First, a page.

Mar 01 2011
next sibling parent reply Walter Bright <newshound2 digitalmars.com> writes:
Andrei Alexandrescu wrote:
 Yah, there are many variables. Add to those many handling details that 
 influence the process. TDPL has certainly sold more than 1830 copies by 
 now (= the collector's edition count) but booksellers have no obligation 
 to send older prints first, so it all depends on which batch they have 
 handy when shipping. Also I'm sure some smaller booksellers have gotten 
 a batch from the collector's edition that hasn't been sold yet.

It could be like milk. You buy a new carton of milk, and shove it in the refrigerator. When you need some, you grab the carton in front, which is the new one. So the old milk remains "in stock" for months, years, ...
Mar 01 2011
parent reply Daniel Gibson <metalcaedes gmail.com> writes:
Am 02.03.2011 01:26, schrieb Jordi Sayol:
 Al 01/03/11 21:57, En/na Walter Bright ha escrit:
 Andrei Alexandrescu wrote:
 Yah, there are many variables. Add to those many handling details that
influence the process. TDPL has certainly sold more than 1830 copies by now (=
the collector's edition count) but booksellers have no obligation to send older
prints first, so it all depends on which batch they have handy when shipping.
Also I'm sure some smaller booksellers have gotten a batch from the collector's
edition that hasn't been sold yet.

It could be like milk. You buy a new carton of milk, and shove it in the refrigerator. When you need some, you grab the carton in front, which is the new one. So the old milk remains "in stock" for months, years, ...

milk + years = poison :-) To solve this, somebody invented FIFO (first in, first out), and FILO (first in, last out), to solve storage problems.

You'd need a fridge with two doors: one in the front, one in the back. Insert new food in the front, get food to eat from the back (or the other way round). But reinsert opened food in the back (or, in the alternative case, in the front). ;-)
Mar 01 2011
next sibling parent Walter Bright <newshound2 digitalmars.com> writes:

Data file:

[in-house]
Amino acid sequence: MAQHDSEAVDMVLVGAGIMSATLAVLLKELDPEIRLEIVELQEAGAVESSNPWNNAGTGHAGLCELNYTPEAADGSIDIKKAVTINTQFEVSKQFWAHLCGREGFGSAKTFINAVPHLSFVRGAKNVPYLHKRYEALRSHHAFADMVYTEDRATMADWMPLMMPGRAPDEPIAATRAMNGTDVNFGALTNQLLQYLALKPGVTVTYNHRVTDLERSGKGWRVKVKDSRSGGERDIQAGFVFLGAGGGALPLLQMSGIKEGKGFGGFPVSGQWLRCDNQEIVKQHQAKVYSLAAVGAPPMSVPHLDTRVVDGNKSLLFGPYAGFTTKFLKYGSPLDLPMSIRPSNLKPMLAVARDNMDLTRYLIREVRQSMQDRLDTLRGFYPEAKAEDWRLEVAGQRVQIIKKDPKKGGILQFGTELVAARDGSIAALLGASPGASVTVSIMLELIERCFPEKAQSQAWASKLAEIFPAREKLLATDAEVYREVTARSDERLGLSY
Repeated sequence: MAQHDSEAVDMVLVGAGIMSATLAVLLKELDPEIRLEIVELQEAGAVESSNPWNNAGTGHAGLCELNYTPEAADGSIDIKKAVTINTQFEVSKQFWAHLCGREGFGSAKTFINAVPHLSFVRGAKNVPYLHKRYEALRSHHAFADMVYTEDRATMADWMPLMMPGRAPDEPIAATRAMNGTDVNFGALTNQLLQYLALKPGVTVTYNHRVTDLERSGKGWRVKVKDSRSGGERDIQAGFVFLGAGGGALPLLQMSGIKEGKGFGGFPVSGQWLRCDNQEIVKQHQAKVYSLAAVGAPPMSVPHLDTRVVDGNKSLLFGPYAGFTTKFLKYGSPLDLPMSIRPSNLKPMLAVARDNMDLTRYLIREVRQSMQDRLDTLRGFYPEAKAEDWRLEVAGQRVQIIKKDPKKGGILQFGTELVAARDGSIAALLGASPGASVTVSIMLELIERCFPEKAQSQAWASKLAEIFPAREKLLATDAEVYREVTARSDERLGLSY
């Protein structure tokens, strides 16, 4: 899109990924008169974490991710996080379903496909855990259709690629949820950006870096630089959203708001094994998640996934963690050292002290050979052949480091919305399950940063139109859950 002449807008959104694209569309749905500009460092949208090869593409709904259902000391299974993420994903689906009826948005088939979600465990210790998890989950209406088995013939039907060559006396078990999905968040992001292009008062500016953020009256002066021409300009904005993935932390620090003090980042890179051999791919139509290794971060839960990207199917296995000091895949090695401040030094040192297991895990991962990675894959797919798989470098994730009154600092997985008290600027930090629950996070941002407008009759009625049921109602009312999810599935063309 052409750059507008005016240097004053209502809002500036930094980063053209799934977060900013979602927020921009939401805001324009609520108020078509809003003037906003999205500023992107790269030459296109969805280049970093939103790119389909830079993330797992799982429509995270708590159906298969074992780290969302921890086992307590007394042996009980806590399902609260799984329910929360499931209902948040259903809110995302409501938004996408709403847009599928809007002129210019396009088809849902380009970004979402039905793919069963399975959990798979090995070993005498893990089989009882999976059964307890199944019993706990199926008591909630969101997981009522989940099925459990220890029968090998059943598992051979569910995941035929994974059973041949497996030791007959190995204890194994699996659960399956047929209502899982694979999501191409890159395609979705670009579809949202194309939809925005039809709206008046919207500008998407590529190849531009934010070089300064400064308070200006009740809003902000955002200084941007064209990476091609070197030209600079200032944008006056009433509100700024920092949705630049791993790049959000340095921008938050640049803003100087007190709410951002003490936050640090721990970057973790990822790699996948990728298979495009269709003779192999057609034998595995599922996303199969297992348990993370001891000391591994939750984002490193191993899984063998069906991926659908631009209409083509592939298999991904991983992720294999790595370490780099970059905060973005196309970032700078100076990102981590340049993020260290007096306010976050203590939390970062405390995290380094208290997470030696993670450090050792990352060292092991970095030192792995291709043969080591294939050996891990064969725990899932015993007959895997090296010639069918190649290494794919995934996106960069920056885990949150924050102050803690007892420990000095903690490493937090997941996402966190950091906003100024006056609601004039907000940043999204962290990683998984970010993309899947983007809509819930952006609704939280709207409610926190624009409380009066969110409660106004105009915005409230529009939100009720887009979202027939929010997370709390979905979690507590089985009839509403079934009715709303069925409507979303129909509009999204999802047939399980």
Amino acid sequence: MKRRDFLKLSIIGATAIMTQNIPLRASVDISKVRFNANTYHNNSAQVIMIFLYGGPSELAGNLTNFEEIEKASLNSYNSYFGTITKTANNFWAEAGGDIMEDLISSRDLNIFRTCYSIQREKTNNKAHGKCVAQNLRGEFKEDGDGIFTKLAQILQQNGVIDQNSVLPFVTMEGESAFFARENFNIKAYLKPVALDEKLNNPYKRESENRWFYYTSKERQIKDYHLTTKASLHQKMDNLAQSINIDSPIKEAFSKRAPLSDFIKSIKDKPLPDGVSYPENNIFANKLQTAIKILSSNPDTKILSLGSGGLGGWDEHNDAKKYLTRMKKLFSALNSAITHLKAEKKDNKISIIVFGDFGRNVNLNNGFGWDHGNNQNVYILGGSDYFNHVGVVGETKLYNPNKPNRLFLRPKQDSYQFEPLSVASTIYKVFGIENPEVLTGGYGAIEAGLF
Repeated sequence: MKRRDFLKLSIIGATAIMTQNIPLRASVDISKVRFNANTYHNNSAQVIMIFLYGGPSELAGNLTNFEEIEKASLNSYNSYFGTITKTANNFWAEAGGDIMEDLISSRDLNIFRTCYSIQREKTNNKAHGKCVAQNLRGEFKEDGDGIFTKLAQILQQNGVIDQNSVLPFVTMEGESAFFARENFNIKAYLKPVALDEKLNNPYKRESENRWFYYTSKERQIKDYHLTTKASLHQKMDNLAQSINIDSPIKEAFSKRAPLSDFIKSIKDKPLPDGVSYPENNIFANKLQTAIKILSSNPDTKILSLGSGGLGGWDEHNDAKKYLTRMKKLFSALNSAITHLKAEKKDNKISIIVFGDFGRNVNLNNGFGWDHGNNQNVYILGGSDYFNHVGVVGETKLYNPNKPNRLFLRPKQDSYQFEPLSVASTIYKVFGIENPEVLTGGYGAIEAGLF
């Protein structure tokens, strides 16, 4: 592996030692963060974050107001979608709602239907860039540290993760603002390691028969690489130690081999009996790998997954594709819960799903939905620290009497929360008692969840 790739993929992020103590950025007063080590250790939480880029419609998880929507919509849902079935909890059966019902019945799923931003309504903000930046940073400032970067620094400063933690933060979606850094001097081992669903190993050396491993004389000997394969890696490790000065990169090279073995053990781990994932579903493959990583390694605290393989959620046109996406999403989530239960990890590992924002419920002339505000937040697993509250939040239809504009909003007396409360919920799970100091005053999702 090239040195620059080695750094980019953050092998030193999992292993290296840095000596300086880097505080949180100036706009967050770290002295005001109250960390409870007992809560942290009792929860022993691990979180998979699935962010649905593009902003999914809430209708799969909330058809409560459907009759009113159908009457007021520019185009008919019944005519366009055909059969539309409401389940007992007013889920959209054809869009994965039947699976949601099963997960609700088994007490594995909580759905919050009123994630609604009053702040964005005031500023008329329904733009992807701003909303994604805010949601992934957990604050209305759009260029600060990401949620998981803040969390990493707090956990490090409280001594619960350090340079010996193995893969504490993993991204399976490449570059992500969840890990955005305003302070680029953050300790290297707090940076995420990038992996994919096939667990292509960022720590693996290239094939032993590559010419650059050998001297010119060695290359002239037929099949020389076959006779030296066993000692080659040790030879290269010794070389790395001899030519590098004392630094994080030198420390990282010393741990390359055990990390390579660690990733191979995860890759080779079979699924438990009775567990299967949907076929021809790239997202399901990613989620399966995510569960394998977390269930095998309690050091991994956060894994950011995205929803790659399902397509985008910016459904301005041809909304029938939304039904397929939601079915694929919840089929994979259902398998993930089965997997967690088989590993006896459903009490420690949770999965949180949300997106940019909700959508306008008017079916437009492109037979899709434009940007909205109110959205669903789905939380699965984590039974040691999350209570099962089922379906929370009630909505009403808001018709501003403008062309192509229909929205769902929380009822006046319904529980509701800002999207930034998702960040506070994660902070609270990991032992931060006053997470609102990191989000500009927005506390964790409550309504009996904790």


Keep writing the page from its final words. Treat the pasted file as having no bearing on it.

Daniel Gibson wrote:
 You'd need a fridge with two doors: one in the front, one in the back. Insert
 new food in the front, get food to eat from the back (or the other way round).
 But reinsert opened food in the back (or, in the alternative case, in the
front).

Cleaning out what's in the back of the fridge is always a terrifying experience.
Mar 01 2011
prev sibling parent "Nick Sabalausky" <a a.a> writes:
"Daniel Gibson" <metalcaedes gmail.com> wrote in message 
news:ikk423$2e9r$5 digitalmars.com...
 Am 02.03.2011 01:26, schrieb Jordi Sayol:
 Al 01/03/11 21:57, En/na Walter Bright ha escrit:
 Andrei Alexandrescu wrote:
 Yah, there are many variables. Add to those many handling details that 
 influence the process. TDPL has certainly sold more than 1830 copies by 
 now (= the collector's edition count) but booksellers have no 
 obligation to send older prints first, so it all depends on which batch 
 they have handy when shipping. Also I'm sure some smaller booksellers 
 have gotten a batch from the collector's edition that hasn't been sold 
 yet.

It could be like milk. You buy a new carton of milk, and shove it in the refrigerator. When you need some, you grab the carton in front, which is the new one. So the old milk remains "in stock" for months, years, ...

milk + years = poison :-)


milk + years = cheese :)
 To solve this, somebody invented FIFO (first in, first out), and FILO 
 (first in, last out), to solve storage problems.

You'd need a fridge with two doors: one in the front, one in the back. Insert new food in the front, get food to eat from the back (or the other way round). But reinsert opened food in the back (or, in the alternative case, in the front). ;-)

I think grocery stores sometimes have fridge cases that. Alton Brown has a fridge on the Good Eats set that his crew hacked up that way for "fridge POV" shots and for "The Lady of The Refrigerator".
Mar 01 2011
prev sibling parent Jordi Sayol <g.sayol yahoo.es> writes:
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Al 01/03/11 21:57, En/na Walter Bright ha escrit:
 Andrei Alexandrescu wrote:
 Yah, there are many variables. Add to those many handling details that=